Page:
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Briefs -- Xcel, CA Energy Commission, AGA, CFTC, BLM, Alaska

Xcel Energy said in a filing with the Colorado Public Utilities Commission that residential and small business customers could see lower natural gas utility bills beginning July 1 from a combination of lower wholesale commodity prices and less usage. Xcel is proposing prices of 34.2 cents/th for residential customers and 33.8 cents/th for small businesses, resulting in monthly bill decreases of $4.48 and $21.50 respectively. The Minnesota-based combination utility's Public Service Company of Colorado said the rates year/year should reduce a typical residential bill by 18%, with small business gas bills cut by about 22%.

Predictions of gasoline and diesel pump price spikes have not materialized as an offshoot of including transportation fuel suppliers in California's cap-and-trade program, according to an analysis by theCalifornia Energy Commission (CEC), which found the impact has added about 10 cents/gallon. The program generated slightly less than $1 billion in revenues at the end of 2014 and is expected to eventually provide more than $2 billion a year, with proceeds earmarked on cutting carbon emissions. University of California-based energy researchers are tracking two things: how much the program has driven down greenhouse gas emissions, which have gone down since 2013 when the program started; and technology advances being made because of the state's program.

The California Energy Commission (CEC) has approved new building standards for the state, moving toward the zero net energy (ZNE) program targeted to start in 2020 in which new homes will produce more energy than they consume (see Daily GPIJune 10). The CEC's updated, more stringent standards are supposed to reduce single-family home energy use about 28% starting in 2017, compared to homes built to 2013 standards.

The American Gas Association (AGA) alleged that the U.S. Department of Energy(DOE) used a flawed economic model to establish its proposed rulemaking on energy conservation standards for residential furnaces. DOE's model began with 10,000 sample homes and used a random method to determine which households would be affected by the new rule and which would not. That removed "the rational, economic decision-making process" that takes place for both homeowners and builders, AGA contends. AGA maintains that random selections, which can be effective in other types of models, do not make sense in the application, and the savings DOE is touting from the proposed new rule "were based on a false premise," according to AGA's Kathryn Clay, vice president for policy analysis.

North Dakota's most recent statistics show that oil and gas production declined in April, but a full analysis from the state's Department of Mineral Resources (DMR) will not be available until June 19. On a preliminary basis, April oil production was 35 million bbl (1.16 million b/d), compared to 36.9 million bbl (1.19 million b/d) in March. Natural gas production dropped to 46.2 Bcf (1.54 Bcf/d) in April, compared to 47.1 Bcf (1.51 Bcf/d). The DMR director's report will provide more details on the March-April production comparison.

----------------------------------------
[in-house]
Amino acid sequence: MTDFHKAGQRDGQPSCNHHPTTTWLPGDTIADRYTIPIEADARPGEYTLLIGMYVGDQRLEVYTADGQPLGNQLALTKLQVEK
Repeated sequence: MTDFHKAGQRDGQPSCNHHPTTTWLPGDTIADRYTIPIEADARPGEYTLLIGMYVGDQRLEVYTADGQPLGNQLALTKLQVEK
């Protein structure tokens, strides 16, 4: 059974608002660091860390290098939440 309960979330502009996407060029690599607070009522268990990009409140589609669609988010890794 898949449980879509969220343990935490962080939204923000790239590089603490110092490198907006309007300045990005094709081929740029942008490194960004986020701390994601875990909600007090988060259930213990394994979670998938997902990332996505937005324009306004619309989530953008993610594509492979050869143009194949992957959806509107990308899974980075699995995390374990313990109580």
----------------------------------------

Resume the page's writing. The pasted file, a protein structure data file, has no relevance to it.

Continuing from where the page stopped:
A division of the Commodity Futures Trading Commission (CFTC) has extended for one year, time-limited no-action relief for swap dealers and major swap participants for complying with reporting obligations -- specifically, valuation data for cleared swaps as required by Section 45.4(b)(2)(ii) of the CFTC's regulations. On Monday, the Division of Market Oversight issued a no-action letter, extending relief until a new expiration date of June 30, 2016. A previous no-action letter, 14-90, had extended the deadline to June 30, 2015.

Public comments are being sought by the federal Bureau of Land Management (BLM) on its management plans for 680,000 acres in central and eastern Colorado, including portions of the Arkansas River corridor, to help the agency determine which areas it should open to oil, natural gas and mining exploration activity. BLM has indicated that the review is likely to take up to two years. BLM has already identified 78,000 acres with "wilderness characteristics" that could prevent energy development, and the environmental group Wild Connections has countered that it can identify 246,000 acres, or about one-third of the total being examined, that should be off limits. The group said it was concerned about the Table Mountain plateau north of the Arkansas River, which BLM did not initially call out as being potentially exempted from development.

The Alaska Industrial Development and Export Authority (AIDEA) has agreed to buy Pentex Alaska Natural Gas Co. LLC and its assets, including Fairbanks Natural Gas (FNG), under AIDEA's Development Finance Program. AIDEA is authorized to invest up to $54 million in the project, which includes the $52.5 million purchase price, plus working capital. "We expect the Pentex acquisition to be a short-term strategic investment that can play a significant role in helping achieve long-term success for the Interior Energy Project," said AIDEA Executive Director John Springsteen. "This acquisition will promote an integrated gas distribution system that can be built and operated in a more efficient manner for the benefit of Interior Alaska residents and businesses." FNG will be in a position to work with local entities in the Fairbanks North Star Borough to integrate the construction and operation of a gas distribution system, AIDEA said. "The ultimate goal of this transition will be a single, locally controlled utility serving the Interior," Springsteen said. Because of AIDEA's lower cost of capital, AIDEA expects to be able to reduce the price of gas to existing FNG customers by 13.3%. This will provide energy relief to Interior residents by the upcoming winter, AIDEA said.

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